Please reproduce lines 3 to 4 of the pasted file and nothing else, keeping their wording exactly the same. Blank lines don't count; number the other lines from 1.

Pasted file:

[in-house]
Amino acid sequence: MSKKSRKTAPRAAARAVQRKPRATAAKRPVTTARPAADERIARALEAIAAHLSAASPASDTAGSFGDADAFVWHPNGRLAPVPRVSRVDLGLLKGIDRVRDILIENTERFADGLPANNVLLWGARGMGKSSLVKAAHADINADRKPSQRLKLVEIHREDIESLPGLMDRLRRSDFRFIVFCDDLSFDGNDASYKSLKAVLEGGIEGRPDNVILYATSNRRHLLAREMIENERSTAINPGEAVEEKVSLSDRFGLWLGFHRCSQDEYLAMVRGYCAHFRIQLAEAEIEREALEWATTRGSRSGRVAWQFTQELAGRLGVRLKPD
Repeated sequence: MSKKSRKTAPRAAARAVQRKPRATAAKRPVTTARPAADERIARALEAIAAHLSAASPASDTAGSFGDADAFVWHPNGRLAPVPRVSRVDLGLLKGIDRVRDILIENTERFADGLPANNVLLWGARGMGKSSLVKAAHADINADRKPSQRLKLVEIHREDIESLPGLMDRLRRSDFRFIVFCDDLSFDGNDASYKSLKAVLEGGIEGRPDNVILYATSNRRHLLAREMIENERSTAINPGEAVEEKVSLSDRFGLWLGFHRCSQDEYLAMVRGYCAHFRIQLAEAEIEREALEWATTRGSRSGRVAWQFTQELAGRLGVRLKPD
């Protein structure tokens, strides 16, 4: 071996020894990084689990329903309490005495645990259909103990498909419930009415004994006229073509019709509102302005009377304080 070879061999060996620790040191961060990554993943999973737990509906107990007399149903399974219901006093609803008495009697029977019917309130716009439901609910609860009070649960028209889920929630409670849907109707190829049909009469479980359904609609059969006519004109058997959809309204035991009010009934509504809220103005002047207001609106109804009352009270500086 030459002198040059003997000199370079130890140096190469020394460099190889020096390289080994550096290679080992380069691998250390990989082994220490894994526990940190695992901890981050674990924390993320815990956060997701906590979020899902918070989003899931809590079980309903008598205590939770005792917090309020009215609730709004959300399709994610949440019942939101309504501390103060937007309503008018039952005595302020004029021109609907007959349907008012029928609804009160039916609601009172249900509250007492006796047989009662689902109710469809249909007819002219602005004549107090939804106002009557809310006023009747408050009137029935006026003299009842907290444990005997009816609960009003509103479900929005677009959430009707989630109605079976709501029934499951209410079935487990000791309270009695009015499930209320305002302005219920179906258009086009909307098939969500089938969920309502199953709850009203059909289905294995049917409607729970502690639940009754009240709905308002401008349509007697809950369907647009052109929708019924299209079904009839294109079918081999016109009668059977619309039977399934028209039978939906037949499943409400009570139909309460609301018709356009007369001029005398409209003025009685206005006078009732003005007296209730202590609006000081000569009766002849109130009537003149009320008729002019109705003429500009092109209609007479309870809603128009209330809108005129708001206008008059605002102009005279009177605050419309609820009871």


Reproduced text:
Repeated sequence: MSKKSRKTAPRAAARAVQRKPRATAAKRPVTTARPAADERIARALEAIAAHLSAASPASDTAGSFGDADAFVWHPNGRLAPVPRVSRVDLGLLKGIDRVRDILIENTERFADGLPANNVLLWGARGMGKSSLVKAAHADINADRKPSQRLKLVEIHREDIESLPGLMDRLRRSDFRFIVFCDDLSFDGNDASYKSLKAVLEGGIEGRPDNVILYATSNRRHLLAREMIENERSTAINPGEAVEEKVSLSDRFGLWLGFHRCSQDEYLAMVRGYCAHFRIQLAEAEIEREALEWATTRGSRSGRVAWQFTQELAGRLGVRLKPD
């Protein structure tokens, strides 16, 4: 071996020894990084689990329903309490005495645990259909103990498909419930009415004994006229073509019709509102302005009377304080 070879061999060996620790040191961060990554993943999973737990509906107990007399149903399974219901006093609803008495009697029977019917309130716009439901609910609860009070649960028209889920929630409670849907109707190829049909009469479980359904609609059969006519004109058997959809309204035991009010009934509504809220103005002047207001609106109804009352009270500086 030459002198040059003997000199370079130890140096190469020394460099190889020096390289080994550096290679080992380069691998250390990989082994220490894994526990940190695992901890981050674990924390993320815990956060997701906590979020899902918070989003899931809590079980309903008598205590939770005792917090309020009215609730709004959300399709994610949440019942939101309504501390103060937007309503008018039952005595302020004029021109609907007959349907008012029928609804009160039916609601009172249900509250007492006796047989009662689902109710469809249909007819002219602005004549107090939804106002009557809310006023009747408050009137029935006026003299009842907290444990005997009816609960009003509103479900929005677009959430009707989630109605079976709501029934499951209410079935487990000791309270009695009015499930209320305002302005219920179906258009086009909307098939969500089938969920309502199953709850009203059909289905294995049917409607729970502690639940009754009240709905308002401008349509007697809950369907647009052109929708019924299209079904009839294109079918081999016109009668059977619309039977399934028209039978939906037949499943409400009570139909309460609301018709356009007369001029005398409209003025009685206005006078009732003005007296209730202590609006000081000569009766002849109130009537003149009320008729002019109705003429500009092109209609007479309870809603128009209330809108005129708001206008008059605002102009005279009177605050419309609820009871």